TEGUCIGALPA, Honduras (CNN) -- A controversial emergency decree limiting some freedoms in Honduras remained in place Tuesday, despite de facto President Roberto Micheletti's stated intention to repeal it.
Pro-Zelaya demonstrators take to the streets Monday in Tegucigalpa, Honduras.
The controversy over the decree, which limits constitutional rights such as freedoms of expression, travel and public congregation, became the latest obstacle toward a resolution between Micheletti and deposed President Jose Manuel Zelaya.
The decree was a response to the unexpected return of Zelaya to Honduras. He has been holed up inside the Brazilian embassy in the Honduran capital for more than one week.
Micheletti has been meeting with Honduran supreme court justices and congressmen about steps to repeal the decree, Costa Rican President Oscar Arias told CNN en Español.
Arias, a mediator between the two sides, said he spoke with Micheletti on the phone about the issue.
"If the decree is repealed, it would be a very good thing," Arias said.
The measure had not been repealed as of Tuesday night, but Micheletti has said that he would listen to the wishes of the other branches of power.
On Tuesday, Amnesty International became the latest human rights organization to condemn the measure.
"Honduras risks spiraling into a state of lawlessness, where police and military act with no regard for human rights or the rule of law," said Susan Lee, Americas Director at Amnesty International, in a statement. "Roberto Micheletti must urgently rescind the decree and send clear instructions to the security forces to respect human rights in all circumstances and at all times."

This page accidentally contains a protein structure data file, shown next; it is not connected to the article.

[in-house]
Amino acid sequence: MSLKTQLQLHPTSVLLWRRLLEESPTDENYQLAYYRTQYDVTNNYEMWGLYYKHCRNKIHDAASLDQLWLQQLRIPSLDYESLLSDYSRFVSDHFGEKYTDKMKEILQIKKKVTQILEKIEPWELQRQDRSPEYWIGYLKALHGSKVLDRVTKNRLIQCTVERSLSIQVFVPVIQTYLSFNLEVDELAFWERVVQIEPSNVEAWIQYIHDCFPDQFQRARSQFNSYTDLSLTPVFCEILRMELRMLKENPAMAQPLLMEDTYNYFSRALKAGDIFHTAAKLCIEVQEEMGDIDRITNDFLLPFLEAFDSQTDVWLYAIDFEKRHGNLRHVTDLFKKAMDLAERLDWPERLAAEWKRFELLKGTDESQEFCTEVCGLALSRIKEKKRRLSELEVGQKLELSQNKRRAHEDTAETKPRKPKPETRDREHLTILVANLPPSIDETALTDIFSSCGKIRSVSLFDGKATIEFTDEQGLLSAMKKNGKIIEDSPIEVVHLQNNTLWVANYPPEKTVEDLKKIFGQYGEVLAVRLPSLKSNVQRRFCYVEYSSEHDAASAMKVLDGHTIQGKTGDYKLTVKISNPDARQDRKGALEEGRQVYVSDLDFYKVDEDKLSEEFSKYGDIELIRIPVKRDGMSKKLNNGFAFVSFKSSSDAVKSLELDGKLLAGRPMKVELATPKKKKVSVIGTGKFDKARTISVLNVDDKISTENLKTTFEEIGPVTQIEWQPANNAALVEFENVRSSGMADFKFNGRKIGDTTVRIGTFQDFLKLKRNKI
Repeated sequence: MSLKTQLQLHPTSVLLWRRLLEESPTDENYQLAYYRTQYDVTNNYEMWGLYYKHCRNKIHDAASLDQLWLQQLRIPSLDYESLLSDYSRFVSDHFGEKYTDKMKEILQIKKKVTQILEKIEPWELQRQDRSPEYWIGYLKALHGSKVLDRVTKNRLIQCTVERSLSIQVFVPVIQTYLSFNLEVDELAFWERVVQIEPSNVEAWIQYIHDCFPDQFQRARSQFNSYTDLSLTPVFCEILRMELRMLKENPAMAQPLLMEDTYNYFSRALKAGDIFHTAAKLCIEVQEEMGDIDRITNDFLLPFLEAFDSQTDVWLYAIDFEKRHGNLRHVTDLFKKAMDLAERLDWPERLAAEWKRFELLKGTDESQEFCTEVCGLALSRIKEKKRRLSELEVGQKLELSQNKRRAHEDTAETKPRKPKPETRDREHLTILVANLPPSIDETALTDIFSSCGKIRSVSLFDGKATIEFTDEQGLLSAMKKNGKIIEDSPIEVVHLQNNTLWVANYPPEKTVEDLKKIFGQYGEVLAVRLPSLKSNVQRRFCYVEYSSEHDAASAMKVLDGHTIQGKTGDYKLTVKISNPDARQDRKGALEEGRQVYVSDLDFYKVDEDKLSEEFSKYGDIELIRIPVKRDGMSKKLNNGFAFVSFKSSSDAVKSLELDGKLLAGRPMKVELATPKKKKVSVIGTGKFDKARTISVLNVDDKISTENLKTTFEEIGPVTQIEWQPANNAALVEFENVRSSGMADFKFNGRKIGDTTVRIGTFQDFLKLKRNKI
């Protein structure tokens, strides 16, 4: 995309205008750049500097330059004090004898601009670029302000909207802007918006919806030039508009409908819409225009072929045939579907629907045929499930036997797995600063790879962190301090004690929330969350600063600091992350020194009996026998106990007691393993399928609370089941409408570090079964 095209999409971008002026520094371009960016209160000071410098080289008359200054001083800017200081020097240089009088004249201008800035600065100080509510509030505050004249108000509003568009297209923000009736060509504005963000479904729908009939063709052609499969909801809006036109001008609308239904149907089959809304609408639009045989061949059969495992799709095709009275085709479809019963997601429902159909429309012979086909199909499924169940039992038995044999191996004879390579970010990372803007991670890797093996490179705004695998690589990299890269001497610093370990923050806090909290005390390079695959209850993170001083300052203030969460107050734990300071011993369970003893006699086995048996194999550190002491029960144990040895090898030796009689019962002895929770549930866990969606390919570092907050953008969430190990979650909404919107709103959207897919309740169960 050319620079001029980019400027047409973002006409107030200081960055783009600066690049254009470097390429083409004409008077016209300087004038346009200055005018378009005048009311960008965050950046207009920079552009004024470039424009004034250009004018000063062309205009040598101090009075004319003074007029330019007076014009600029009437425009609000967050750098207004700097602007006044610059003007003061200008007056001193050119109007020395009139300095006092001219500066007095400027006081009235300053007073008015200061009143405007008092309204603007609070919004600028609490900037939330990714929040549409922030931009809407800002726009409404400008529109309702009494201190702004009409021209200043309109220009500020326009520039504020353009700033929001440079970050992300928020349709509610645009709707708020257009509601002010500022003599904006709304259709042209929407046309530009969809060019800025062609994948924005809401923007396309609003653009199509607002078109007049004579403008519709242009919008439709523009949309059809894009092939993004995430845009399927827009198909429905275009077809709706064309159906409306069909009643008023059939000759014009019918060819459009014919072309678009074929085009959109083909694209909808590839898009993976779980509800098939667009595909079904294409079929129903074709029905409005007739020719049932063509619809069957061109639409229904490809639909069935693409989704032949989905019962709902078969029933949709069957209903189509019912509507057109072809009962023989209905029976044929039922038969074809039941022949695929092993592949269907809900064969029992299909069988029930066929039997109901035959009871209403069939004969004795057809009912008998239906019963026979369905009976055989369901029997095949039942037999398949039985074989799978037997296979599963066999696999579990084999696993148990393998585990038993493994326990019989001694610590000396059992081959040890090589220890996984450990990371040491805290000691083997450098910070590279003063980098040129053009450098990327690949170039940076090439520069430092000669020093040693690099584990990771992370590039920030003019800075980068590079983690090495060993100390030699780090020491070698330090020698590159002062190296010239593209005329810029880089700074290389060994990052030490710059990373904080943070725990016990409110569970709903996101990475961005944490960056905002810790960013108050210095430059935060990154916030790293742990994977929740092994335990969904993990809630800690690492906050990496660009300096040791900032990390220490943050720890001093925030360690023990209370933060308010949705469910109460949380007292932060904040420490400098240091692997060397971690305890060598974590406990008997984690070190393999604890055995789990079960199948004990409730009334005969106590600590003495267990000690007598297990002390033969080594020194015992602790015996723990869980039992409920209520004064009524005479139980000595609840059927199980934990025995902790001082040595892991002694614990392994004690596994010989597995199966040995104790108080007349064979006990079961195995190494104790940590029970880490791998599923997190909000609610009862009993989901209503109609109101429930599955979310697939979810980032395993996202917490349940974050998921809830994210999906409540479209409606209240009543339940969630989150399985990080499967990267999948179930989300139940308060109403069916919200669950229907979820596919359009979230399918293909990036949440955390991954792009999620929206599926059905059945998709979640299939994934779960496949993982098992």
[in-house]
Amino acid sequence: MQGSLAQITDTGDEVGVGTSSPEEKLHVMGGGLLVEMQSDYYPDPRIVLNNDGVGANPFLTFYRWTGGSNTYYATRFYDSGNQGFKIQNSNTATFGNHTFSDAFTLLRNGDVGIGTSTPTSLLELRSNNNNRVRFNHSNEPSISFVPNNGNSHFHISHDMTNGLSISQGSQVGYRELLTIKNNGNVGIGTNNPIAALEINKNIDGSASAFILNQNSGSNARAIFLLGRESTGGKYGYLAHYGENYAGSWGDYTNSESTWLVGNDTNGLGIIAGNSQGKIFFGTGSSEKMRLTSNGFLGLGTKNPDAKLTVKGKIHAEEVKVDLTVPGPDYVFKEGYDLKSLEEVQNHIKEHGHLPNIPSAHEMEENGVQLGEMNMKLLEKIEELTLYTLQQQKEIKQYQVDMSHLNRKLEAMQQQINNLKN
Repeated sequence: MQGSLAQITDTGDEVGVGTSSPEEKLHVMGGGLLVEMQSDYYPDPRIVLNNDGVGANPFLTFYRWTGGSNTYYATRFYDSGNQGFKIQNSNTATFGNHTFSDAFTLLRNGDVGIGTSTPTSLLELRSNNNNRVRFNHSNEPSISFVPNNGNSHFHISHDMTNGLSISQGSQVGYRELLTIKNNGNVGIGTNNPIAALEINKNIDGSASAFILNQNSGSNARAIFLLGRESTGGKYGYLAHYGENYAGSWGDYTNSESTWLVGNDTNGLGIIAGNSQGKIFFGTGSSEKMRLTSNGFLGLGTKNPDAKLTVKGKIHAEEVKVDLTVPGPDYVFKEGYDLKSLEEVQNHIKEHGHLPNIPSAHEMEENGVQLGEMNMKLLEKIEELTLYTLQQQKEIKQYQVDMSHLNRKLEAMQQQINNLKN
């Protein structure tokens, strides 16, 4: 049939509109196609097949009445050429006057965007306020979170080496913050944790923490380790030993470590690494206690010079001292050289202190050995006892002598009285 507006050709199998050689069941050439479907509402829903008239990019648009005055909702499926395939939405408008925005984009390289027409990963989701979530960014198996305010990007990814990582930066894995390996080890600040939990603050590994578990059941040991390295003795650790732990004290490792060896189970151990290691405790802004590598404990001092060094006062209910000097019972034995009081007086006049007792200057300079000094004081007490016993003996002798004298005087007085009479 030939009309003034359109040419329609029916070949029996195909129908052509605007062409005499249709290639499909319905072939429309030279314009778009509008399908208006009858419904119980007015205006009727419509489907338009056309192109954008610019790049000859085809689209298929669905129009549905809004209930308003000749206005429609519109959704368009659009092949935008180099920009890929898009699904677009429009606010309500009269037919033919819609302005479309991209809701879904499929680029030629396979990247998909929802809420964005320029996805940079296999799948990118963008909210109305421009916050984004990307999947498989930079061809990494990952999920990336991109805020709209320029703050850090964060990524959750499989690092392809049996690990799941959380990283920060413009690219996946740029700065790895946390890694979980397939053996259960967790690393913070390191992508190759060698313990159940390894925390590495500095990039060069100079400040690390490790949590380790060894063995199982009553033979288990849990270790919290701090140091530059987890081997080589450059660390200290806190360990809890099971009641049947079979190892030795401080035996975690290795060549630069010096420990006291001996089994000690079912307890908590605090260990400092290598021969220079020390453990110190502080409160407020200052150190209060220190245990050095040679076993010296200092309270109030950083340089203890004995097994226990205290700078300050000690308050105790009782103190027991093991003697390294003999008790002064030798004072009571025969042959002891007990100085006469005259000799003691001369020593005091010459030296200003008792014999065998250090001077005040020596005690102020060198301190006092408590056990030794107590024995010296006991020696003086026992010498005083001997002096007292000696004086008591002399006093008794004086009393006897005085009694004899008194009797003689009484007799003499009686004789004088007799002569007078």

In another development, the head of the armed forces, Romeo Vasquez, said that a solution to the crisis would come soon, CNN en Español reported. But the general gave no details of how that solution would come.
Meanwhile, Honduras said a delegation from the Organization of American States can visit Friday, five days after a group of OAS representatives looking to help the country end its political turmoil was turned away.
The OAS officials were not allowed in although they had been invited, the Honduran government said in a statement late Monday, because they arrived too soon. The de facto government was carrying on "conversations between the political actors, local business and religious leaders" and was not ready for the visitors, the statement said.
The OAS held an emergency meeting Monday and issued its own statement saying the organization "deplored" Honduras' refusal to allow the diplomats into the country.
Monday night's statement by Honduras also defended the emergency decree.
The 45-day decree announced Sunday night forbids any unauthorized public gatherings, allows officials to make arrests without a judicial order and lets the government close down news media that threaten "peace and order."
"This decision was made because (Zelaya) was calling for insurrection ... but I'm going to listen to the other powers of the state and we're going to make the most wise decision in the interests of Honduras," Micheletti said, according to the newspaper La Prensa.
Zelaya, who was ousted in a June 28 military-led coup, has called for talks with Micheletti, who has vowed that the former president will never regain his post. Micheletti also has said Zelaya would be arrested if he leaves the Brazilian embassy here in the nation's capital.
The crack-down under the emergency order was swift Monday as Honduran police and military seized the Canal 36 TV station and Radio Globo stations.
CNN's John Zarrella, Kim Segal and journalist Elvin Sandoval contributed to this report.
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